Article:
"You're very brave," children's book illustrator Will Hillenbrand said, joking with kindergartner Andrew Nycum after calling him up Tuesday afternoon from an audience of schoolchildren at Bellwood-Antis Public Library.
"I can draw whatever Andrew can see," and even what he can't, Hillenbrand said, explaining to a group of about 40 students from Tipton Baptist School and Laurel Academy Daycare, Bellwood, how his drawings go from ideas to the colorful books they find in their libraries and bookstores.
Hillenbrand's book "What a Treasure!" was chosen as this year's selection for the Pennsylvania One Book Every Young Child program.
Illustrator Will Hillenbrand reads “What a Treasure!” to children at the Bellwood-Antis Public Library Wednesday. (Mirror photo by Amanda Clegg)
He read the book his wife, Jane, wrote and he illustrated to children at the only Blair County library picked for a visit as part of the program in its fifth year, which supports early literacy and aims to put books into the homes of children across the state. Hillenbrand is scheduled to visit the State College area next.
Verizon provided a $40,000 grant for the program, getting a copy of the book to more than 15,000 Pennsylvania child care facilities, licensed preschools, Head Start programs and family literacy programs. The program affects yearly more than 500,000 children, ages 3 to 6 years old.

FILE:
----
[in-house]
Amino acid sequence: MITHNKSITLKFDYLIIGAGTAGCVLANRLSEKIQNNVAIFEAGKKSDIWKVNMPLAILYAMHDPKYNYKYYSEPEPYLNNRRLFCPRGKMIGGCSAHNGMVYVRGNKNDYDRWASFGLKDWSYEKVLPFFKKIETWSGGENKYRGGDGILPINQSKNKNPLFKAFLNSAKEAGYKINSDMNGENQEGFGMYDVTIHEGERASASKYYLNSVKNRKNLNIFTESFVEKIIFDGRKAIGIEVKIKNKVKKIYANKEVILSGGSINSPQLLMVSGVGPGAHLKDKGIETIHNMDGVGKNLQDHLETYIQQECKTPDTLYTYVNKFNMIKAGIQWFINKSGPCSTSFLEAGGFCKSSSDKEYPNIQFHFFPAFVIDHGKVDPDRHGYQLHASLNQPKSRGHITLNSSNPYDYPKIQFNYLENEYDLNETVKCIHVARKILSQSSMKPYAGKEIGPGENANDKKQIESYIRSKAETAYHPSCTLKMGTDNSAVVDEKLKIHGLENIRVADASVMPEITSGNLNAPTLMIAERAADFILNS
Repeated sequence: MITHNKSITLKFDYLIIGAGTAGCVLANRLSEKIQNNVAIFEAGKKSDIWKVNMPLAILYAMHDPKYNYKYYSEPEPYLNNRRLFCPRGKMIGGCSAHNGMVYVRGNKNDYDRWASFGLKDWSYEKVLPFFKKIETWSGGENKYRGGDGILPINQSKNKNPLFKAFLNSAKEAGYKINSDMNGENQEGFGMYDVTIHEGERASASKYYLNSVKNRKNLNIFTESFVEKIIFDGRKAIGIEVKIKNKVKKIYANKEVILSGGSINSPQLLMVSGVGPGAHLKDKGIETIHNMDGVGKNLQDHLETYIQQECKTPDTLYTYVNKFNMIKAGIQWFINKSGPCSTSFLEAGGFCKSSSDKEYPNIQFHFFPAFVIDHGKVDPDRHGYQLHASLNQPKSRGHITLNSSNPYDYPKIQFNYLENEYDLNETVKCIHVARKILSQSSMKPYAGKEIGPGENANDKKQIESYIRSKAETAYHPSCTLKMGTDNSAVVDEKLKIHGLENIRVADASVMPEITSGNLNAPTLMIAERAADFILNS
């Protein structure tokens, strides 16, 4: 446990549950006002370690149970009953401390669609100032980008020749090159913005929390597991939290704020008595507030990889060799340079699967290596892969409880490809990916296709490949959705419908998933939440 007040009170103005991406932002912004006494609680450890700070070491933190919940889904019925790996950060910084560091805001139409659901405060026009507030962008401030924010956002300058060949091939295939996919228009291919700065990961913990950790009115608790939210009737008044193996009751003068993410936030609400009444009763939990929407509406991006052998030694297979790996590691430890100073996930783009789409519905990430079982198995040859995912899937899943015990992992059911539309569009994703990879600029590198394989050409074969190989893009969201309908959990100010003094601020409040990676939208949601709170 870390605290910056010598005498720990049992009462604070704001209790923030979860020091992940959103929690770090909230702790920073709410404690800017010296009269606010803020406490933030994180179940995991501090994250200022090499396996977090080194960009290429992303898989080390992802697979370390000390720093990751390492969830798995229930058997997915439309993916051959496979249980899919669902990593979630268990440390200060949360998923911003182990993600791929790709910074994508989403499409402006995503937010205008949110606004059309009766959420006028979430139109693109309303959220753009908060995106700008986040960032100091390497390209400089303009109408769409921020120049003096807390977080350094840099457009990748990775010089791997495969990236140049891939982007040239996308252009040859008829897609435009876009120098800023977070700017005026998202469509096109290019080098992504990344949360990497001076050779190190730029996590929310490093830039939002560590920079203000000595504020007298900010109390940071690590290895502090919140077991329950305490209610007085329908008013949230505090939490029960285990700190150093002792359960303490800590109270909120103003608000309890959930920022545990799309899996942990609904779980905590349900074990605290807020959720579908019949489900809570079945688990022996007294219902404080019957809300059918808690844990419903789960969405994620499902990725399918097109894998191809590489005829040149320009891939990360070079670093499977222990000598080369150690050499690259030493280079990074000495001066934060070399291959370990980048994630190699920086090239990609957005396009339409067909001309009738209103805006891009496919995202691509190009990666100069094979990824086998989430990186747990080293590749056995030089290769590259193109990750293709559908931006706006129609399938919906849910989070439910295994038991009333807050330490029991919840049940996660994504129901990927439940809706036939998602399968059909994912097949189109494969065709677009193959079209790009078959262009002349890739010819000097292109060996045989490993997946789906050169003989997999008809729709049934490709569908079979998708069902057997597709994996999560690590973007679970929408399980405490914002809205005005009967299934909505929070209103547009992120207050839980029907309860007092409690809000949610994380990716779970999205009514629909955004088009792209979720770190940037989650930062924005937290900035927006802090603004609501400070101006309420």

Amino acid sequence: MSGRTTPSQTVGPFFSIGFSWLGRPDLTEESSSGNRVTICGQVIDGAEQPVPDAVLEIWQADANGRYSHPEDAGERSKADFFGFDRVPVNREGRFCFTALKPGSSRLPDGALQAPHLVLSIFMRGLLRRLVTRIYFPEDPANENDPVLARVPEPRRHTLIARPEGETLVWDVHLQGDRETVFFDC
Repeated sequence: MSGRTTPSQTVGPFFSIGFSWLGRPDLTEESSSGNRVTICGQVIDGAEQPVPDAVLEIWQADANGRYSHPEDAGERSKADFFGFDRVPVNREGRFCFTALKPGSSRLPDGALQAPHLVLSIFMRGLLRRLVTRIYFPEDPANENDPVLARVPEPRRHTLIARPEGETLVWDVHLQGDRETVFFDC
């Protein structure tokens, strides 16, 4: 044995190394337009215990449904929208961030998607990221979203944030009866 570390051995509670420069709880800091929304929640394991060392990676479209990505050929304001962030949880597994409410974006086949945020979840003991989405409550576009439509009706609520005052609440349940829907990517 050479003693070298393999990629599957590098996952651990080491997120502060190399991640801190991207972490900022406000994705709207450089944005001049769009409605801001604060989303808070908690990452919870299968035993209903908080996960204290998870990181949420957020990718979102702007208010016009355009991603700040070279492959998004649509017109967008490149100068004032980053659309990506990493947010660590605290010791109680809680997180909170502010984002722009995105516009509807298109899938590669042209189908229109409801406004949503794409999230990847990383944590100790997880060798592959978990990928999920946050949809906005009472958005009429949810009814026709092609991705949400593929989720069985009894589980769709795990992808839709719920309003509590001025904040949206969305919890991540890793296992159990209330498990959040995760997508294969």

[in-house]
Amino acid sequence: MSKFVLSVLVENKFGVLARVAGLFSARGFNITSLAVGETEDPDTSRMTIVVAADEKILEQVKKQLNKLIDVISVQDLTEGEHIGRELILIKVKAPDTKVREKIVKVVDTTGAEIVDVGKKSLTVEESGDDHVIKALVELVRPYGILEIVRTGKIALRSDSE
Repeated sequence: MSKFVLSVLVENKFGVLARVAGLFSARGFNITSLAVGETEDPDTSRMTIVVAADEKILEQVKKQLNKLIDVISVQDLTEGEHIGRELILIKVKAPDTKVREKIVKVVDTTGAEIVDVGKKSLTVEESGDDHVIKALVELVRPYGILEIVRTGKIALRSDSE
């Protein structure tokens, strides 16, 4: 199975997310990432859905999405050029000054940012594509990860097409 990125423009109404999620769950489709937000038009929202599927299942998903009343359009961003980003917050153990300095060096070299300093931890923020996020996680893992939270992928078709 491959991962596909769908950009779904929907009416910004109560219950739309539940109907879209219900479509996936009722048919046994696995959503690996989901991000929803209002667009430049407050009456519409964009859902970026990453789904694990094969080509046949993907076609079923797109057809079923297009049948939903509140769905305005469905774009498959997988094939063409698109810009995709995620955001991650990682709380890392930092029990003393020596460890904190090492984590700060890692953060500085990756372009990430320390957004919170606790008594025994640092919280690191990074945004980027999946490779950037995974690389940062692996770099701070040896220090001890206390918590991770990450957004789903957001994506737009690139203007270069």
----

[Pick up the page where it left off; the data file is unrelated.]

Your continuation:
According to the program, 20 minutes of reading a day introduces 1 million words to a child in a year and expands their vocabulary by 1,000 words.
"What a Treasure!" -?about a mole that keeps on digging until he finds a friend - came about from the Hillenbrand's son, Ian, who wanted to live the life of the underground creature as a toddler.
Hillenbrand showed the audience photos of Ian digging in the snow and inside their home. He said when he was little he wanted to grow up to become a fire truck, so he understood how his son felt.
"Do you see a fire truck in front of you today?" he asked them.
He said he may not have had the ability to transform, but he did carry magic inside of him that came out through his drawings. He said that magic was in each of them, too.
"I really work in three worlds at once: the world of the imagination, the world of myth and the physical world. Children seem to live comfortably in all three," he wrote in a press release. "Successful illustrations link these worlds together and give a visual voice to the story."
Hillenbrand had made a paper-mache mole for the top of his son's birthday cake one year and drew a picture of his son as a mole.
"This was never intended to be a book," he said, but his publisher loved the drawing, so he brainstormed ideas. His wife, wanting to help, came up with the story that eventually accompanied his drawings of the mole.
He showed the kids the bag with drawing materials he carries with him.
"As I begin to draw, I try to keep the child's viewpoint foremost in my mind," he wrote. "For each book, I keep a journal of my sketches."
Hillenbrand showed the children that they too could grow up to write or illustrate a book, Bellwood-Antis Library Director Hazel Bilka said.
"He engaged the kids so much," she said. "He was just super."